Blues failed to heed the warnings and my concern about Wes Harding who had come on for Dan Crowley after only 66 minutes was well founded. I didn’t understand this change as it made us more passive as I saw it. Blues went to a back three with the change and Bristol exploited the space down the flanks. Wes had been caught ball watching a couple of times and was sleeping when that man, Kasey Palmer threaded a fabulous ball through to Tommy Rowe whose first time shot gave the heroic Lee Camp no chance on this occasion. 83 minutes gone plus four added on resulted in no further goals despite the fact that the game remained fairly open. Whilst it was a pity Blues couldn’t hold out for the win, Bristol City played their part in an entertaining game and thoroughly deserved to take something from the game. In truth, they had the better chances and could easily have won but over the whole match 1-1 was a fair result. I see Bristol City having another good season. Once Benik Afobe settles in they will present a potent attacking force especially with Kasey Palmer providing the ammunition. The latter was arguably the best player on show.
A positive start to the season Blues; well done!
The Good: At half time a little boy called Bobby Humphries proudly wearing a full Blues kit was introduced to the crowd on the Kop side at the Gil Merrick end. This little boy has just finished gruelling chemotherapy treatment for a brain tumour and both sets of supporters joined their hands in unison to applaud the little lad’s courage. It is so heartening to see tribal rivalries put aside for things that really matter.
The Bad: CATERING!!!!!! The Cookhouse served an excellent steak and ale pie with sauté potatoes. First of all, I was told I would have to join another queue for drinks but they relented but then we were told the beer taps weren’t working! For heaven’s sake, if you know there are thousands of people coming to your establishment surely you need to know your equipment is fit for purpose and your staff are trained sufficiently to meet demand. I shudder to think how much lost revenue in takings are being lost by the shambolic service that every week I complain about. Every year the same problems; better process, better training of staff and better management. Sort this out Blues, it is in your commercial interests.
The Ugly: The tackle on Villalba by Jack Hunt which should have been punished with a red card but wasn’t.
Birmingham City: Lee Camp 8, Krystian Pedersen 7, Harlee Dean 7, Marc Roberts 8, Maxime Colin 7, Dan Crowley 6 (Wes Harding 66, 5) Ivan Sunjic 8, David Davis 8, Gary Gardner 7, Francisco Villalba 8 (Agustin Medina 89, N/A) Lukas Jutkiewicz 9.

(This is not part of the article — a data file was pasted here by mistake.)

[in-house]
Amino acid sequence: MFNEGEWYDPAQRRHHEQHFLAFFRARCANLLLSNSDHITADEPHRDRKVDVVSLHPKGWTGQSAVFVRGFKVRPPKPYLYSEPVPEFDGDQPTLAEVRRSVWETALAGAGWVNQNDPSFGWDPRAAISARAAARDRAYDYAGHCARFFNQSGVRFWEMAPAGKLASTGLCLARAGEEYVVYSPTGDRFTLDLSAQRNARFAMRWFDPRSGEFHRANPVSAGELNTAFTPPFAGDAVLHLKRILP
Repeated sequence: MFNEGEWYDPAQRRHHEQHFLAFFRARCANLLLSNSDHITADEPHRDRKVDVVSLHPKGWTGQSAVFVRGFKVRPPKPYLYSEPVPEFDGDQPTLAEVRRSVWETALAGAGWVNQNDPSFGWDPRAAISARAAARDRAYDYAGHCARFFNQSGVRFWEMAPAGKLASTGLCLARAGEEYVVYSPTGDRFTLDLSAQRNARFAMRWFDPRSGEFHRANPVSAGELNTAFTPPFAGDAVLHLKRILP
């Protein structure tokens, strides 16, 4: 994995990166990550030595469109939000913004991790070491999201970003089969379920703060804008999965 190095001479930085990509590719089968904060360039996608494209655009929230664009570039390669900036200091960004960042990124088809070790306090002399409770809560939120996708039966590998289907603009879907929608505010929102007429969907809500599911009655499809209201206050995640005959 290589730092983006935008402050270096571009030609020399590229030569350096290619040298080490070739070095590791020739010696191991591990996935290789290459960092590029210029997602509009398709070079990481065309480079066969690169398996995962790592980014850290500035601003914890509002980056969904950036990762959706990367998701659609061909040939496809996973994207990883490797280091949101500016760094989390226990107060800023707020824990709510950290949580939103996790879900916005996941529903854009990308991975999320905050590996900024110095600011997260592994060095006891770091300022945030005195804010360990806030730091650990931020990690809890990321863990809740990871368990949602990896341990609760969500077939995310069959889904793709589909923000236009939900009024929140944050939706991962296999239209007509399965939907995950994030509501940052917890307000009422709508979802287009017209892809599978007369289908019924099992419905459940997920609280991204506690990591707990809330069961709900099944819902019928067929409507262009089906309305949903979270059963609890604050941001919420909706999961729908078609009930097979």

Subs not used: Jake Clarke-Salter, Craig Gardner, David Stockdale, Alvaro Gimenez, Odin Bailey.
Goals: Jutkiewicz 64.
Yellow cards: Sunjic 33, Davis 81.
Bristol City: Daniel Bentley 8, Tomas Kalas 7, Bailey Wright 7 (Niclas Eliasson 72, 7) Nathan Baker 7, Adam Nagy 7, Pedro Pereira 6 (Jack Hunt 51, 7) Tommy Rowe 8, Josh Brownhill 7, Benik Afobe 7, Kasey Palmer 9, Andreas Weimann 7 (Famara Diedhiou 72, 6)
Subs not used: Antoine Semenyo, Sammie Szmodics, Han-Noah Massengo, Rene Gilmartin.
Goals: Rowe 83.
Yellow cards: Palmer 58, Baker 63, Hunt 63.
Referee: Oliver Langford 5: Over the whole piece, the referee and his assistants had a reasonable game but Mr Langford bottled the two major contentious incidents in my view. The first, a minute before half time, a blatant push on Lukas Jutkiewicz from a cross from the right as the big striker jumped to head the ball. This was a clear penalty and could have changed the destiny of this game at such a crucial point. The second incident involved two fouls in a matter of a few seconds just after the hour. The first he waved play on advantage, the second was a shocking tackle on Villalba by Jack Hunt. The first foul by Nathan Baker was rightly given a yellow card but Hunt’ challenge was X-certificate yet he received the same sanction. The two tackles could not have been more contrasting. Substitute, Jack Hunt had to be shown red by rights and once again this could easily have changed the game.